Our health and social care system needs to prepare for the future, by finding ways to support an evolving population that is ageing, with emerging new communities and an increasing prevalence of long-term conditions. Some of these will require difficult decisions to be made, and this process is known as a service review or reconfiguration.
Some examples of these include reviews and reconfigurations to local Urgent Care and Walk in Centres, Minor Injury Units and Hospitals.
As local populations, medicine, and health guidelines and learning from previous policies evolve, commissioners maintain a responsibility to ensure that local services remain relevant and tailored to the community it serves.
Across the country, certain health priorities are currently being reviewed and generating positive public input include the following:
- End of Life and Palliative Care
- Falls Prevention
- Mental Health – Child and Adolescent Mental Health Services (CAMHS)
- Mental Health – Primary Care
- Intermediate Care
Services come to a close for a variety of reasons; sometimes as a result of review, and sometimes due to natural circumstances such as a contract or pilot initiative drawing to an end, or perhaps a retiring GP who has decided to close his/her surgery.
If and when a service closure happens, the commissioning organisation has a responsibility to identify similar alternative services to ensure that where possible, patients can continue to receive these services elsewhere.
Particular attention will need to be given to service users who are vulnerable and their carers, or fall under the 9 protected characteristics of the Equalities Act 2010.
Commissioning or re-commissioning a service
Health services are regularly monitored and reviewed to ensure they continue to provide the best possible care to patients. It also ensures that any concerns can be acted on promptly and improvements can be made at every opportunity.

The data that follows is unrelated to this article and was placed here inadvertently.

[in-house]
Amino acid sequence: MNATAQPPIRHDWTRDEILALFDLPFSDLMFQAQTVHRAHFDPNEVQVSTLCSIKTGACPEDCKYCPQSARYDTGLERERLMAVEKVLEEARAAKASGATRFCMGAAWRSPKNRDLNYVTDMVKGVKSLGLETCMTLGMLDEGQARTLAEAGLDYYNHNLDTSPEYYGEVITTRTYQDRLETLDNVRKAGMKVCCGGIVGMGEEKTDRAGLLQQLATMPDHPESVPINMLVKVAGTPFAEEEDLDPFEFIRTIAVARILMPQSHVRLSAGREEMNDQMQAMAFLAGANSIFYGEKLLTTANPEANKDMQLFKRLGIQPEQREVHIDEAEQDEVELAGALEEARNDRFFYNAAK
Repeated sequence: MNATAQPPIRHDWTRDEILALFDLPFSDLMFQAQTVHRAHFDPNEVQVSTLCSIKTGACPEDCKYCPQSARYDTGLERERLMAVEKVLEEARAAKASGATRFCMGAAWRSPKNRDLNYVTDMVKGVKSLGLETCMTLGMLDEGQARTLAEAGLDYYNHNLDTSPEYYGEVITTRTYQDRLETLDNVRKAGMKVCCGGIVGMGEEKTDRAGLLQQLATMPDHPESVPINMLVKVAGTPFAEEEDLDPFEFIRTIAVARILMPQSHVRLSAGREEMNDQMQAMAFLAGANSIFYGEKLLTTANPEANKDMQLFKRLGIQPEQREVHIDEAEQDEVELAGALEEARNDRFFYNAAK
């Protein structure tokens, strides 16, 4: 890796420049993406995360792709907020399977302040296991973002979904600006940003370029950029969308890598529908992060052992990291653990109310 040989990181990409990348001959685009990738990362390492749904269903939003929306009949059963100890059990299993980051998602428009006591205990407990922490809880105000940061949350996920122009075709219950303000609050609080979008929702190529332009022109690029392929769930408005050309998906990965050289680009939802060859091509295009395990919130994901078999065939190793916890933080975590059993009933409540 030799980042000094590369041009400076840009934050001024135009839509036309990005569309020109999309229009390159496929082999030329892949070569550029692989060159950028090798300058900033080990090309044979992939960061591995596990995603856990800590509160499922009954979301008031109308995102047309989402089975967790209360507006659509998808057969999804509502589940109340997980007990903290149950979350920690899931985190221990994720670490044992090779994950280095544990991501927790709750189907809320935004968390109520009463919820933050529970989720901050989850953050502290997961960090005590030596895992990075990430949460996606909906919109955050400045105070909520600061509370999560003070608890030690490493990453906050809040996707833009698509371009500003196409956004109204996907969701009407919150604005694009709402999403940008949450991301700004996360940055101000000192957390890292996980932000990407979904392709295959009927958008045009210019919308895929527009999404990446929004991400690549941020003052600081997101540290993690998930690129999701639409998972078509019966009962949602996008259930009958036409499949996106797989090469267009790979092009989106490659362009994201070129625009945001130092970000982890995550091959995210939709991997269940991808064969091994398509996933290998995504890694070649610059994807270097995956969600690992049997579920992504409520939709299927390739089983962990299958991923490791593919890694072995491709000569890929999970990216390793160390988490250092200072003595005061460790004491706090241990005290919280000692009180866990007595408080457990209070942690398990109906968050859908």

Patient experience, clinical expertise, as well as local population insight can provide useful intelligence to ensure that services remain fit for purpose in an evolving society, adhere to national guidelines and are continually tailored to meet local needs.
Some examples of services currently being reviewed for commission / recommission include stroke, phlebotomy, and respiratory services.
Following the recent NHS reorganisation, emerging Clinical Commissioning Groups inherited policies for a variety of services from Primary Care Trusts. Due to new geographical areas covering parts of old PCTs, some CCGs found that they might inherit more than just one policy for a particular service.
In order to streamline services and minimise “postcode lottery”, CCGs work hard to harmonise policies to promote fairness and equitable access. Assisted Conception is currently a key workstream for policy harmonisation; aside from promoting fairness and equity, it also provides an opportunity to extend access to include those who fall under the 9 Protected Characteristics of the Equalities Act 2010.
Better Care Fund / Intermediate Care
The August 2013 Spending Review established the £3.8 billion BCF "to deliver better outcomes and greater efficiencies through more integrated services for older and disabled people." - find out more about the Better Care Fund/Intermediate Care.
NHS Continuing Healthcare is the name given to a package of care that is arranged and funded solely by the NHS for individuals who are not in hospital but have complex ongoing healthcare needs.
NHS Continuing Healthcare is a package of care (health, personal care and accommodation costs) arranged and funded solely by the NHS .Anyone assessed as having a certain level of care needs may receive NHS Continuing Healthcare. It is not dependent on a particular disease, diagnosis or condition, nor on who provides the care or where that care is provided.
In October 2007, the Department of Health produced the NHS Continuing Healthcare Framework. The framework, which was revised in 2009, sets out a single national system for determining eligibility for NHS Continuing Healthcare irrespective of location, diagnosis or personal circumstances.
Currently, around 53,000 people in England are in receipt of NHS Continuing Healthcare. Read more information on NHS Continuing Healthcare.
Personal Health Budgets
A personal health budget is an amount of money that is allocated to an individual to allow them to meet their health and wellbeing needs in a way that best suits them. At the heart of a personal health budget is a care plan. This sets out the individual’s health (and social care) needs and includes the desired outcomes, the amount of money in the budget and how this will be spent. The care plan is agreed between the individual and the professional, before being checked and signed off by the NHS.